Export helpdesk: An online guide to accessing European markets
With a share of around 20% of global imports and exports, the EU is the world's largest single market. It needs the products it imports, be they mineral oil products; intermediate products for various industrial sectors such as electronic equipment, motor vehicles and chemicals; or agricultural products such as fruits, vegetables and other foods. It is also committed to helping developing countries tie their economies more firmly to global trade flows. In practical terms, it does this through preferential trade arrangements. Although it is possible for exporters in developing countries to export to the EU without quota restrictions or duty payments, some specific technical requirements remain. The Export Helpdesk is a single access point for the information business needs to fully benefit from opportunities in the EU.
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Source: Export Helpdesk
No customs duties within the single market
The EU is a customs union and its 27 member countries form a single territory for customs purposes. This means: no customs duties are paid on goods moving between EU countries; all countries apply a common customs tariff for goods imported from outside the EU; and goods that have been legally imported can circulate throughout the EU with no further customs checks.
Exporting products to the EU
When exporting to the EU, companies access a single market of 27 countries with over 500 million consumers. The principle of free movement of goods, allowing goods to be transported and sold anywhere in the EU, is a cornerstone of the EU market. To a significant extent, complex and varied national laws have been replaced by a single set of European rules, cutting down on costs and inconvenience for businesses wanting to trade in other EU countries. The EU market for goods is already highly integrated and harmonized among the 27 countries. However, to make the EU market work efficiently, businesses have to respect a number of rules and compete fairly. Anti-competitive behaviour, such as abuse of a dominant market position, price-fixing agreements and distorting public support, are prohibited. To take part in EU trade, it is necessary to know the procedures to follow. These cover:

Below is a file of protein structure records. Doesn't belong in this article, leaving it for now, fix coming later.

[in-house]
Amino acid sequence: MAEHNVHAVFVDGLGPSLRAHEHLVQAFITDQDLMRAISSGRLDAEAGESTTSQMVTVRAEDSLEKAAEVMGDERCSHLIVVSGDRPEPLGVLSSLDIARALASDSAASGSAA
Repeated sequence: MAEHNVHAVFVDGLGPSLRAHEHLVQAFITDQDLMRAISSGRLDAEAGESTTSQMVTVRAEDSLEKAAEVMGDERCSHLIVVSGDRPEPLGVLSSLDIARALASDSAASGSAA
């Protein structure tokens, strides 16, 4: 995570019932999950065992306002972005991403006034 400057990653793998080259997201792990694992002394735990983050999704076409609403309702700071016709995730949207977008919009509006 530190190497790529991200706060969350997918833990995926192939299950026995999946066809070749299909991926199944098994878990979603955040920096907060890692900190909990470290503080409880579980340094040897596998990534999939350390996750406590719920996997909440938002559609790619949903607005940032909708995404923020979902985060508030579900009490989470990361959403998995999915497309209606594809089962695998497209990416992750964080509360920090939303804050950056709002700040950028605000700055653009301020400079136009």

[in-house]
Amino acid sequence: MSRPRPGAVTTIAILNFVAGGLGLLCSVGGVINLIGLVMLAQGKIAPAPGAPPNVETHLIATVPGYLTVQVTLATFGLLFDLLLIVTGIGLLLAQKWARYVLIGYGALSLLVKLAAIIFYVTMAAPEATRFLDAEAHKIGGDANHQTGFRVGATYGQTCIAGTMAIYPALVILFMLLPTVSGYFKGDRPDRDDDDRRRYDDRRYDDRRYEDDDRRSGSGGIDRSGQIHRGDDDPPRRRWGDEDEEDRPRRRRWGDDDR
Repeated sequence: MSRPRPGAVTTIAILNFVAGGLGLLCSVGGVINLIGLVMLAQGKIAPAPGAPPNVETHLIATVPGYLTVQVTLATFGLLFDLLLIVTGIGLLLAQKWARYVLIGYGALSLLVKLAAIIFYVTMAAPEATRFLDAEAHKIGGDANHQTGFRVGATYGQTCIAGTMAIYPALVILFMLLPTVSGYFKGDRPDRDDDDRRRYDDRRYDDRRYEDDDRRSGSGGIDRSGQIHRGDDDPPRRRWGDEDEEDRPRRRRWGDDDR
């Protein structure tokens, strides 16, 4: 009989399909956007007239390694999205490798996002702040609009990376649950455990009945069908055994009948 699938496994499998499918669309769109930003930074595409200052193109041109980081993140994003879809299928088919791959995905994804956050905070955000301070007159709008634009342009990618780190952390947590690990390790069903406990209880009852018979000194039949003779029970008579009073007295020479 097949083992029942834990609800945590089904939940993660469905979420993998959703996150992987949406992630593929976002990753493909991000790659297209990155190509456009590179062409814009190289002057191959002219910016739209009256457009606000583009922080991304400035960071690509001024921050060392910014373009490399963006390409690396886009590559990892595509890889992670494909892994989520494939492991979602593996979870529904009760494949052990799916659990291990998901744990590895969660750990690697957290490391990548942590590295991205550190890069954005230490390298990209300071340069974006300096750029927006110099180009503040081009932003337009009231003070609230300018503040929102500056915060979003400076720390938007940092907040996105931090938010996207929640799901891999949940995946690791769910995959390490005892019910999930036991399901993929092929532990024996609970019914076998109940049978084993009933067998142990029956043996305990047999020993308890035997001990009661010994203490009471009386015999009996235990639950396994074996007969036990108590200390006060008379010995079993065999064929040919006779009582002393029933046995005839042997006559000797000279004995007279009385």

• Classifying products and finding the correct product codes;
• Completing a customs declaration with the necessary documents, including a single administrative document, commercial invoice, freight documents, insurance papers and a packing list;
• Calculating applicable tariffs and quotas, for example, for agricultural products, value-added tax rates and excise duties in EU countries;
• Preparing a product so that it complies with product-specific requirements related to public, plant and animal health, safety, packaging and labelling, and marketing standards;
• Finding the relevant national authorities and border inspection posts.
Information on these processes is provided by the Export Helpdesk and is based on current EU law. Where there is no EU law applicable to a specific product, national law in the importing country will apply and the authorities of the destination country should be contacted.
Preferential trade agreements
Preferential trade agreements the EU has concluded with countries or regions, along with their specific sets of rules, are integral to the Export Helpdesk. These agreements include:
• Customs unions;
• The Generalised System of Preferences;
• The preferential duty regime for African, Caribbean and Pacific States;
• Free trade agreements;
• Autonomous trade preferences.
For imports under a preferential regime it is important to prove that the product de facto originates from a country that benefits from preferential arrangements. The Export Helpdesk explains which rules of origin apply and which proofs of origin are required to qualify for a preferential tariff. The Helpdesk also integrates antidumping law, providing information on additional duties that may be temporarily applied according to the findings and decisions of the EU Antidumping Committee.
Figures on trade flows
Before deciding to access foreign markets, the Export Helpdesk can be used to look at current trade flows. The statistics section of the website provides trade statistics between any country and the EU as a whole and between any country and individual EU countries. Figures are available from 2002 to 2011 and can be exported to Microsoft Excel spreadsheets.
Using the Export Helpdesk
A computer and Internet access are required to use the Export Helpdesk, and once an Internet connection is made all the necessary export data is available and can be searched. The service is provided by the European Commission and has been set up specifically for developing countries. It is free of charge, available around the world and a large part of the information is available in six languages: English, French, Spanish, Portuguese, Arabic and Russian. Very specific information is available only in English. For further information on the Export Helpdesk visit http://exporthelp.europa.eu